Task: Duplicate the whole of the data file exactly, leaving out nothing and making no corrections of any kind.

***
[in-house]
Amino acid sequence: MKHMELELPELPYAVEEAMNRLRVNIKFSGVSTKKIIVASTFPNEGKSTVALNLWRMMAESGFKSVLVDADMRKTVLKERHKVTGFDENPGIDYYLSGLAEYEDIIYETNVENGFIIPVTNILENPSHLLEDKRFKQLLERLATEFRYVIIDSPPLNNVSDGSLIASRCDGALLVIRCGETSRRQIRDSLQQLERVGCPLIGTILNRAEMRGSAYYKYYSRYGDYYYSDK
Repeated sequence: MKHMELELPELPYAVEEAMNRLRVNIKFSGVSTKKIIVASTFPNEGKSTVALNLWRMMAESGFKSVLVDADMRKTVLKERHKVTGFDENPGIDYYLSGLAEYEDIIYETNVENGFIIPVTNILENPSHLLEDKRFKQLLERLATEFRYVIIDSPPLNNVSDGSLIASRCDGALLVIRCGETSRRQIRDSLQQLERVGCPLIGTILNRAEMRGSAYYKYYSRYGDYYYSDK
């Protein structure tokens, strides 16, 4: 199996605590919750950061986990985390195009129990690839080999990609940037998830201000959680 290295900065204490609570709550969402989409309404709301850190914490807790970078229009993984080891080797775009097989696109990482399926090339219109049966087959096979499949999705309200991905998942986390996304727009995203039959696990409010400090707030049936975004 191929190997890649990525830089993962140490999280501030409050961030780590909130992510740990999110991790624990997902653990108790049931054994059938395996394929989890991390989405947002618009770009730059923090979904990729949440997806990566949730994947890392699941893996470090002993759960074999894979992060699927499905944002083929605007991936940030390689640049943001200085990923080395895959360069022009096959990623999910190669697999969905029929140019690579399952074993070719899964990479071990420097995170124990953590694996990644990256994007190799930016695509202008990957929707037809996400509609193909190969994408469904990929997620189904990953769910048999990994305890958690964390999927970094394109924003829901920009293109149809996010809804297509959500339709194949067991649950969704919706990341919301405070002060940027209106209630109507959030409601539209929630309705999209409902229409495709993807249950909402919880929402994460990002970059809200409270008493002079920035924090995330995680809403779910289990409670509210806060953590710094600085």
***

[in-house]
Amino acid sequence: MKHMELELPELPYAVEEAMNRLRVNIKFSGVSTKKIIVASTFPNEGKSTVALNLWRMMAESGFKSVLVDADMRKTVLKERHKVTGFDENPGIDYYLSGLAEYEDIIYETNVENGFIIPVTNILENPSHLLEDKRFKQLLERLATEFRYVIIDSPPLNNVSDGSLIASRCDGALLVIRCGETSRRQIRDSLQQLERVGCPLIGTILNRAEMRGSAYYKYYSRYGDYYYSDK
Repeated sequence: MKHMELELPELPYAVEEAMNRLRVNIKFSGVSTKKIIVASTFPNEGKSTVALNLWRMMAESGFKSVLVDADMRKTVLKERHKVTGFDENPGIDYYLSGLAEYEDIIYETNVENGFIIPVTNILENPSHLLEDKRFKQLLERLATEFRYVIIDSPPLNNVSDGSLIASRCDGALLVIRCGETSRRQIRDSLQQLERVGCPLIGTILNRAEMRGSAYYKYYSRYGDYYYSDK
């Protein structure tokens, strides 16, 4: 199996605590919750950061986990985390195009129990690839080999990609940037998830201000959680 290295900065204490609570709550969402989409309404709301850190914490807790970078229009993984080891080797775009097989696109990482399926090339219109049966087959096979499949999705309200991905998942986390996304727009995203039959696990409010400090707030049936975004 191929190997890649990525830089993962140490999280501030409050961030780590909130992510740990999110991790624990997902653990108790049931054994059938395996394929989890991390989405947002618009770009730059923090979904990729949440997806990566949730994947890392699941893996470090002993759960074999894979992060699927499905944002083929605007991936940030390689640049943001200085990923080395895959360069022009096959990623999910190669697999969905029929140019690579399952074993070719899964990479071990420097995170124990953590694996990644990256994007190799930016695509202008990957929707037809996400509609193909190969994408469904990929997620189904990953769910048999990994305890958690964390999927970094394109924003829901920009293109149809996010809804297509959500339709194949067991649950969704919706990341919301405070002060940027209106209630109507959030409601539209929630309705999209409902229409495709993807249950909402919880929402994460990002970059809200409270008493002079920035924090995330995680809403779910289990409670509210806060953590710094600085």